And their behavior? Well in their first month of life, foals exhibit a pattern of trotting, cantering, and galloping in ever-increasing circles. 

This behavior, as Dr Chris Rogers sees it, serves as natural conditioning, “priming all the muscles, tendons, and cartilage into a variation of load.” This early variation in load, he argues, is crucial for these young horses to develop a tolerance to the loads they would experience while racing.

“It’s so different to a human baby, and I think that’s one of the big problems we have with people from outside the industry looking at 2-year-old racing, they all look it and say, ‘Oh 2-year-olds, they must be babies’ but when you look it at, that animal has been moving around, covering significant distances since it was a couple of days old.”

The Science of Two-Year-Old Racing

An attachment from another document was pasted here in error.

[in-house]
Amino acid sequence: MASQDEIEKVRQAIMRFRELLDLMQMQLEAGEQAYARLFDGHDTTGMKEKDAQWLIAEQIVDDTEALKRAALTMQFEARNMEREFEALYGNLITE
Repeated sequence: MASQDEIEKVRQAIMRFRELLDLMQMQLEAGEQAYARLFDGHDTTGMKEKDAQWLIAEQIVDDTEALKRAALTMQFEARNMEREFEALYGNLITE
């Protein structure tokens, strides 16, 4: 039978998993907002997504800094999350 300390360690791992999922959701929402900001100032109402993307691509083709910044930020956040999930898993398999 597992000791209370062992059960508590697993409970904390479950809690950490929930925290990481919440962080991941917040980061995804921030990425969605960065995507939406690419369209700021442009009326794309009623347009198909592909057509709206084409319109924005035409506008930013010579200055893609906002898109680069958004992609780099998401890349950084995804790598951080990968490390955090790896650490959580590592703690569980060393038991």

Groundbreaking studies have consistently underscored the importance of early training, establishing that the sooner a horse begins to exercise and the more advanced that exercise, the better its athletic outcomes.

Dr Chris Rogers also clarifies that the positive effects of early training are not only confined to the horses’ two-year-old year. 

“Racing as two year olds primes their system for racing as three year olds; the tissue is still receptive and responsive.”

Leading surgeon, Dr Larry Bramlage reiterates this;

“The bone changes in relation to the load that it has seen. You have to produce bone that’s hard enough to withstand the load it is seeing and bone with the best geometric shape to withstand the loading. The horse’s cannon bone is the prime example of where those processes are both underway during training.”

Bramlage said this means that turning a horse out until its third birthday and then beginning race training will adapt the skeleton to turnout for a year, but not to training or racing. The horse is then introduced to training and will have to recreate the vascular supply and cell population devoted to remodeling.